Study Finds Close to 400 New Species in Amazon

Scientists in the Amazon rainforest have discovered nearly 400 new species over the past two years announced the World Wildlife Fund or WWF.

The discoveries include new primates from the titi monkey family or zogue-zogue.

The conservation group has warned that the newly discovered animals and plants were all found in areas that are threatened due to human activity.

This news follows the decision to temporarily block controversial plans by the government which would have seen areas of the rainforest opening to additional mining.

The report released by the WWF along with the Mamiraua Institute in Brazil, lists 93 previously unknown fish, 32 amphibians, 19 reptiles, 216 plants, a bird and 20 mammals, of which two were fossils.

A pair of the newly discovered fish species was found within conservation areas of the National Reserve of Copper.

A judge in Brazil on Wednesday granted an injunction that blocked a decree by the country’s President Michel Temer that would allow commercial mining to begin in Renca a massive protected area that is the size of Switzerland that encompasses nine different conservation areas.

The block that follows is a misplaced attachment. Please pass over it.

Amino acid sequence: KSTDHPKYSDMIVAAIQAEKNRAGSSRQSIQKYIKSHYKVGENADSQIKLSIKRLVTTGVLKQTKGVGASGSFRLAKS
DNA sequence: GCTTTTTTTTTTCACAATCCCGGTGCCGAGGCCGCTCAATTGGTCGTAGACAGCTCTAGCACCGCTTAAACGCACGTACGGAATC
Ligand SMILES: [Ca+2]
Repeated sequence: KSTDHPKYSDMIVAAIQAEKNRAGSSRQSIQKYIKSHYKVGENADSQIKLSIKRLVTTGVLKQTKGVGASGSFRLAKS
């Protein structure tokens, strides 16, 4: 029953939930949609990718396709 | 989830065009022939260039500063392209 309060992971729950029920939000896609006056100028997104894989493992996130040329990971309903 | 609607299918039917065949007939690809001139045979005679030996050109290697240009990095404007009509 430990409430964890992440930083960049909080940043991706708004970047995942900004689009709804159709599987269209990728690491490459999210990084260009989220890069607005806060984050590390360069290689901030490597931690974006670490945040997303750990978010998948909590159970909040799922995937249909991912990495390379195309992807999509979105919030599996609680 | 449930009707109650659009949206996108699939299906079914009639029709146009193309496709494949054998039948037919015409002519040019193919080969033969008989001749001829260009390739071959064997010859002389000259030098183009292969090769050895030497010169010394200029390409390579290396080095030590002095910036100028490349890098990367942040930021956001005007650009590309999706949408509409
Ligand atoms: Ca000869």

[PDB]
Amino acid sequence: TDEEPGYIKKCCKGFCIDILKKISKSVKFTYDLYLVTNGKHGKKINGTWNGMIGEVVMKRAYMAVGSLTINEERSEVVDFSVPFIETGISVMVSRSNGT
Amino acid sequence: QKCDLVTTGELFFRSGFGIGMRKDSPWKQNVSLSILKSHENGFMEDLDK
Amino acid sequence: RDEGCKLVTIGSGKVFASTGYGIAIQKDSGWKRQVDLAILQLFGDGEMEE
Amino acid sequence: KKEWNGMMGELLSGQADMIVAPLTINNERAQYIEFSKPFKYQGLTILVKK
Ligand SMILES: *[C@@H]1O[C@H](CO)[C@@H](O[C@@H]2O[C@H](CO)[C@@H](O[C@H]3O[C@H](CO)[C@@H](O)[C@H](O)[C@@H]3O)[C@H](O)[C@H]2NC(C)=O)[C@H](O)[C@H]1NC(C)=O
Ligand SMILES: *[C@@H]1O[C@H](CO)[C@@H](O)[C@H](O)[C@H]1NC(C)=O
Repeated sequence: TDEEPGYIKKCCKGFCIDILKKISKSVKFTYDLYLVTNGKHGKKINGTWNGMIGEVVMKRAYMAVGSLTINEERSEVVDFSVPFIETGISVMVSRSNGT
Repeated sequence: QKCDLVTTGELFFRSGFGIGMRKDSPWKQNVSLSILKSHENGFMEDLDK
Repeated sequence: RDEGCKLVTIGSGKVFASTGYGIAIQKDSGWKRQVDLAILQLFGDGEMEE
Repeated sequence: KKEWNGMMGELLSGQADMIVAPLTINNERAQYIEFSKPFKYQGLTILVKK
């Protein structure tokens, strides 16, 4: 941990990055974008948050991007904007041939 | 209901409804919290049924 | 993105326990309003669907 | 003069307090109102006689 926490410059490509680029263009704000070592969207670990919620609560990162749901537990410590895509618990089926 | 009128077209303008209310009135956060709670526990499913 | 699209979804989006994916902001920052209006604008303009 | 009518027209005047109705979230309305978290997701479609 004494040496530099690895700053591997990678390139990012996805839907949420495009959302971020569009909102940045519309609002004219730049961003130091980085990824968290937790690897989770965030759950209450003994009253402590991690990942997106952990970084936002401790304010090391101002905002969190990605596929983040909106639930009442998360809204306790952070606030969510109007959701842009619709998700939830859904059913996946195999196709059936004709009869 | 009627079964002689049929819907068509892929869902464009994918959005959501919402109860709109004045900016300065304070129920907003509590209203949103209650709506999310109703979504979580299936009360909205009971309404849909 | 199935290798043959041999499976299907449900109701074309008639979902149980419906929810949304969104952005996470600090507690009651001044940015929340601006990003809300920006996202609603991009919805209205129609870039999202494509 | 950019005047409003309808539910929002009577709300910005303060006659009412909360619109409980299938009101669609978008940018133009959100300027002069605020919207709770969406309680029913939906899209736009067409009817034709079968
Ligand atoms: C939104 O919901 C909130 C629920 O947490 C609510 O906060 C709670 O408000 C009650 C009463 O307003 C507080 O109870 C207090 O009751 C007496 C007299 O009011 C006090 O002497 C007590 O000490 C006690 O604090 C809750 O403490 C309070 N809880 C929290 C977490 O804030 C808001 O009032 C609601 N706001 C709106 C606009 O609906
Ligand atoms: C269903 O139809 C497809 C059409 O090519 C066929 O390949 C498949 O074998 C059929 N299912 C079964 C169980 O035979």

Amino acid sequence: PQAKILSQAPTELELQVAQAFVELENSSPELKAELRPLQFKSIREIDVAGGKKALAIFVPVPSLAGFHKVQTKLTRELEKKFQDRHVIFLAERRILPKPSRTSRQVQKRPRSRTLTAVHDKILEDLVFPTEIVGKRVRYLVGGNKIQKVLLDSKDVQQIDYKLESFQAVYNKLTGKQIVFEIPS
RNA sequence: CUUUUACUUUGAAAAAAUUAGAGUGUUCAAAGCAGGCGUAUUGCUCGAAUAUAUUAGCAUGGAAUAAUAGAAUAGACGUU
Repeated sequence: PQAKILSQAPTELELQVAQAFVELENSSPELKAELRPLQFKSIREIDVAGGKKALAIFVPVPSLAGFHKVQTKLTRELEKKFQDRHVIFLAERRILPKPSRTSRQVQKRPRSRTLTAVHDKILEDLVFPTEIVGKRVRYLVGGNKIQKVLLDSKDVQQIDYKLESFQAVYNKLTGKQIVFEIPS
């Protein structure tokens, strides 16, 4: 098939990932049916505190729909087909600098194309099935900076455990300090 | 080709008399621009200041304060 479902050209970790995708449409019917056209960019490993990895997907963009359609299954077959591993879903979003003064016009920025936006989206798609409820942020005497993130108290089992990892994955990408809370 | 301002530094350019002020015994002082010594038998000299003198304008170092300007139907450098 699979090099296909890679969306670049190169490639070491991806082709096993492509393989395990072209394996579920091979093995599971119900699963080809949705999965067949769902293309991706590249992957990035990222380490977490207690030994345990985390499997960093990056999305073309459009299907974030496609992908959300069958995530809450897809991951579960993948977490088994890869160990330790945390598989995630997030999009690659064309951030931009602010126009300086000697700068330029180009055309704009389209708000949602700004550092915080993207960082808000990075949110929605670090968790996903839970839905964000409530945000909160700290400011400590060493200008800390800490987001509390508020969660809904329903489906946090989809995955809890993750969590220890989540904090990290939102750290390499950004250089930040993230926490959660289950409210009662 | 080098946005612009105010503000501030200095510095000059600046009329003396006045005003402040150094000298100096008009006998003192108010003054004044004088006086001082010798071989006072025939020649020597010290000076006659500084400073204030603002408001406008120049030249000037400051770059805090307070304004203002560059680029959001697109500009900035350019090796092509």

One of the finds that was most interesting from the recent two-year study was the titi monkey (Milton’s titi), that was found during an organized expedition by WWF in Brazil.

Fernanda Paim a researcher and biologist at the institute said the animal was medium sized weighing approximately 9 lbs., and surprised the researchers because it was still possible to locate new primate species in the area of the Amazon.

A discovery of the new species across the massive Amazon was spread over nine countries in South America, with one found on average every two days from 2014 to 2015.

Other newly found species include a nocturnal river fish, white-ball acari, and honeycomb stingray, which is a freshwater ray that was found in the Madeira River upper basin.

This study is the third of a series that has listed 2,100 newly discovered species during the past 17 years.

The first study has 1,200 newly discovered species found from 1999 to 2009.

The second had 602 newly discovered species found from 2010 to 2013.

From 1999 to 2009 one new species was discovered on average ever three days, while from 2010 to 2013 one new one was found on average between every 2 and 3 days.

Despite an increase in discovery rates, conservation groups believe there are many more still to be discovered.

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